If you’ve never adjusted your water heater temperature before, it’s a five-step process:
- Safety first: unplug water heater before opening panel to adjust temperature.
- Note with concern that the water heater plug seems stuck in the outlet. Maintain precarious balance on beams while trying to jostle plug loose.
- Make slight progress in removing the plug halfway from the outlet, observe with greater concern that one prong seems to have separated from the plug, then yank hand quickly away as SPARKS AND FLAMES begin to shoot out from the outlet.
- Scream obscenities at aforementioned SPARKS AND FLAMES while frantically trying to pull the plug completely out of the outlet without falling through the ceiling.
- Go back downstairs, turn off the water heater circuit breaker, and run the dishwasher before all the hot water cools off.
So why am I using a plumber who left behind a water stain on our ceiling and a fire hazard in our attic? Two words: home warranty.
The home warranty is also why it took several days and two followup calls from the time the corroded wire was originally reported until an electrician showed up at our house. In an unmarked truck. After not calling to set an appointment.
I’m not too pleased with my home warranty right now. Surprised?
Whatever your business, there’s a lesson here. When you make a promise to your customers and depend on someone else to keep that promise, you are vulnerable. Your brand is in someone else’s hands. Maybe it’s an installer, or a contractor, or a consultant, or a marketing agency, or a research firm.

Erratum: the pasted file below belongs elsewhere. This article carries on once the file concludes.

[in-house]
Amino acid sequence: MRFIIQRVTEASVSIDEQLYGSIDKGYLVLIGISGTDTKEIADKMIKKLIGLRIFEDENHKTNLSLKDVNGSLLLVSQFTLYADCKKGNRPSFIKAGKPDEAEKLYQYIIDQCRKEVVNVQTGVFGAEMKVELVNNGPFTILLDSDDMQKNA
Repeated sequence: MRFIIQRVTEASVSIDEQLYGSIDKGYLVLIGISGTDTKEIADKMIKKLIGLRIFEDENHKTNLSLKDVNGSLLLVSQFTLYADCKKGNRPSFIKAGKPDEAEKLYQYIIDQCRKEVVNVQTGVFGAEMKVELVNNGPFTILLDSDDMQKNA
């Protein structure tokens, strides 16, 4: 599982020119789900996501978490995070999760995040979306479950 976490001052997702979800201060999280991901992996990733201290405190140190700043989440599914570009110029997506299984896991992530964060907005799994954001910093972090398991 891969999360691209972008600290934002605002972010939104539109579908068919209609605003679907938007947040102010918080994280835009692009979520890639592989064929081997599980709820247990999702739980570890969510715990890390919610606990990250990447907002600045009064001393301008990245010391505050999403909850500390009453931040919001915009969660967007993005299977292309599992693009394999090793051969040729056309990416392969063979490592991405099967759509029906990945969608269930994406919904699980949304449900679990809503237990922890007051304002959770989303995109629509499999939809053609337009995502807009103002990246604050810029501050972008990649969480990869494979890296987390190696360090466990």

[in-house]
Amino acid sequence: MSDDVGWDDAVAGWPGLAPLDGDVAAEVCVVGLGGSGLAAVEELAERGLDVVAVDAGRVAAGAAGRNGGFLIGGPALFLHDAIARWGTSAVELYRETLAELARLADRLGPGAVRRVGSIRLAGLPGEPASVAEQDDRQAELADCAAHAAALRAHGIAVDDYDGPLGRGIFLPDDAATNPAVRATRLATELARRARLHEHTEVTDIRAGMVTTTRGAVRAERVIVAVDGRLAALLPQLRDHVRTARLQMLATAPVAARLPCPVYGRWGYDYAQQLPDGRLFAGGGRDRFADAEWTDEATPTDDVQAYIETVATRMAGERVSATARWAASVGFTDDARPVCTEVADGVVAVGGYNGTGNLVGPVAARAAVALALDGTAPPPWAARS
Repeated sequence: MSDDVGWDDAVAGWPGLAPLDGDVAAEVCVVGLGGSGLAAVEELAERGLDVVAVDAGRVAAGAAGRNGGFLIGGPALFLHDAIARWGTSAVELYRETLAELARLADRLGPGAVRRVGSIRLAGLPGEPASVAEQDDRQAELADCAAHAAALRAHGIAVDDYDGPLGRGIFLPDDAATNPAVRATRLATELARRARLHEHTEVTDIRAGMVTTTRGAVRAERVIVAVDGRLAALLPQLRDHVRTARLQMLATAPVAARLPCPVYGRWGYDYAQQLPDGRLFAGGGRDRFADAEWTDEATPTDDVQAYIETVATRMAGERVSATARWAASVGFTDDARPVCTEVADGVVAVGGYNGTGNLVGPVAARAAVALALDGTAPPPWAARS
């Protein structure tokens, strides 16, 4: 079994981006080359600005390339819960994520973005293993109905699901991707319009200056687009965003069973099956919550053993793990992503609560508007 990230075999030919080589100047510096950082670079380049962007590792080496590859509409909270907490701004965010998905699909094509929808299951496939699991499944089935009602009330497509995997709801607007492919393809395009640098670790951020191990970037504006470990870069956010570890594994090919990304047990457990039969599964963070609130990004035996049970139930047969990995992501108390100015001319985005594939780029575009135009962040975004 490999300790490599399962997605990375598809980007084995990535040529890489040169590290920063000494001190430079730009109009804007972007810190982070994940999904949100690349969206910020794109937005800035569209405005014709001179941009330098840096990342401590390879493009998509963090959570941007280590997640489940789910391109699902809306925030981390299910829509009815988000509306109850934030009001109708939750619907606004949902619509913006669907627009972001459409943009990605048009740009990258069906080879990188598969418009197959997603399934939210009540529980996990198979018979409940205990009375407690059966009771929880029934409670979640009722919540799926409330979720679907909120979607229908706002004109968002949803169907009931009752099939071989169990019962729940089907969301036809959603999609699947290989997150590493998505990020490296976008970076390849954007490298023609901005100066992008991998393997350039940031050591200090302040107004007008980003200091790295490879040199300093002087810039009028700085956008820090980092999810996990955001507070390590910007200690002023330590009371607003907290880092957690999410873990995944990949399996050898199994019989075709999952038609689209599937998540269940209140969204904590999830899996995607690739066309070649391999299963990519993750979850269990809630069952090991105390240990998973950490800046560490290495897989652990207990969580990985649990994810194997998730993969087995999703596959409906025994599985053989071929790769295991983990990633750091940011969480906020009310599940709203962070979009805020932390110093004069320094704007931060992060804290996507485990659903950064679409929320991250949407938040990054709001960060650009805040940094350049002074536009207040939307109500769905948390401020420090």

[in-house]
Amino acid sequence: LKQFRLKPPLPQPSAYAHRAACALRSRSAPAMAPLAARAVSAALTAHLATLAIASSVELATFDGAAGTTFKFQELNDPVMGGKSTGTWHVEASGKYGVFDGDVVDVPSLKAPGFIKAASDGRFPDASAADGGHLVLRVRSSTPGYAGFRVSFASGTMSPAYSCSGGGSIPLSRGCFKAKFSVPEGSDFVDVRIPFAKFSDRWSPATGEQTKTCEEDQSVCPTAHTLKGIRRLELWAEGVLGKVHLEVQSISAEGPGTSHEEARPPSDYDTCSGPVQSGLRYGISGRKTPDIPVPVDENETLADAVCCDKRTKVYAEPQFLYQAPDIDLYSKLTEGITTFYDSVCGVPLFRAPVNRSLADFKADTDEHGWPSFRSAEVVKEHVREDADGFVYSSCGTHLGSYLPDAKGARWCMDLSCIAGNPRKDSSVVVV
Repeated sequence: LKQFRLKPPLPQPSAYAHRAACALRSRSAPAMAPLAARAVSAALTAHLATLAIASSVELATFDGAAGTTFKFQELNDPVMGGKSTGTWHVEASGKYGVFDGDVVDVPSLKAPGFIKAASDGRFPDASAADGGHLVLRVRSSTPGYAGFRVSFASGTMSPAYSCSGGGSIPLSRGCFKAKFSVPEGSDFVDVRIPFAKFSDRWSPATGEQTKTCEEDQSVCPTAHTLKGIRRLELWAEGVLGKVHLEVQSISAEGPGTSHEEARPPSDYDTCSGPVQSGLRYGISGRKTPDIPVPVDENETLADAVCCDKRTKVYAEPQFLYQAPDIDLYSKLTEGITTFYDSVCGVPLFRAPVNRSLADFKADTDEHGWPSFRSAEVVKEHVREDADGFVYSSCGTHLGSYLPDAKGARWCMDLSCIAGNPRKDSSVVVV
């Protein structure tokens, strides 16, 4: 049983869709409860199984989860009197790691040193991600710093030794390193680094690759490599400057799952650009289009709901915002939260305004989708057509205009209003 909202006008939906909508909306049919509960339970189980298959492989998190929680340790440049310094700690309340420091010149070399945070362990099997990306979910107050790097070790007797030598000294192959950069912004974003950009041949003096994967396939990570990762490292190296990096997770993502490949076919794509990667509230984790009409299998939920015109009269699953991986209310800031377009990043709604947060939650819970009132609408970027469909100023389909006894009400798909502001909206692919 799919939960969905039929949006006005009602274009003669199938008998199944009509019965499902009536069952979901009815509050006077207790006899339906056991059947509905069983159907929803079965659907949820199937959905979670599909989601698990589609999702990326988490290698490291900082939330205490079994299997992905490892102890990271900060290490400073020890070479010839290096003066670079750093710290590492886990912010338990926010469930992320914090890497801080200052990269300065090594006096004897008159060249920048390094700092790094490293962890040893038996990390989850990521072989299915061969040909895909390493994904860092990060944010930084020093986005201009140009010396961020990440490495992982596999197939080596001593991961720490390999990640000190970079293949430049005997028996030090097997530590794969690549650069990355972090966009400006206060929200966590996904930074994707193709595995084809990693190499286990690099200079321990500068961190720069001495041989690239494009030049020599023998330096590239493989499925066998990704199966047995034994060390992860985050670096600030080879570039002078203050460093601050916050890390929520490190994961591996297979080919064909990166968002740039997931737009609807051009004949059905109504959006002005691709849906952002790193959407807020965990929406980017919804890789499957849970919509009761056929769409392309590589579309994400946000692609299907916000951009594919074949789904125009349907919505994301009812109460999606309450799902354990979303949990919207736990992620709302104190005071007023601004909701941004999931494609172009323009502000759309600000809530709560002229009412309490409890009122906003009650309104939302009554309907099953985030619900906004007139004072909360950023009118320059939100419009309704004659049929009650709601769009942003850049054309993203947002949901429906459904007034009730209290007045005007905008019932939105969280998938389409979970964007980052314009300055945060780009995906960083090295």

Stop thinking about your suppliers as suppliers and start thinking about them as ambassadors for your company and your brand. If that scares you, you may need to rethink some of your relationships.
I sure wish my home warranty provider would.
Memphis. Say the name and people have immediate associations. Barbeque. Elvis. The blues. All jewels in the city’s crown, for sure. But for my money, there’s no better attraction than the Memphis Zoo.
We’re fortunate to have one of the best zoos in the country, and my membership card gets a workout this time of year. It’s a great season to go — we usually have the place almost to ourselves, and the animals are more active in the cooler weather.
Beyond good old family fun, though, the zoo has been the source of a couple great lessons for me.
Lesson #1: people have different priorities. For instance, in the Teton Trek exhibit most people might be distracted by, oh, the HUGE GRIZZLY BEARS splashing and playing only inches away. But do you see that waterfall in the background, waaay back in the shadows on the other side of the exhibit? As far as my son is concerned, that’s the only reason to visit this part of the zoo. This is the same kid who almost threw a tantrum when a hippo shuffled by and momentarily blocked his view of a gushing water hose. I could try to make him understand why I’m so interested in bears and hippos, or I could just let him enjoy waterfalls and hoses.
I find myself in a similar place sometimes when talking to prospects about non-response bias or the advantages of online consumer panels or other market research minutiae to people who really just want to know whether customers are going to hate their new tagline. So this is a good reminder to spend more time appreciating what others view as important, rather than trying to convey the importance of the things I care about.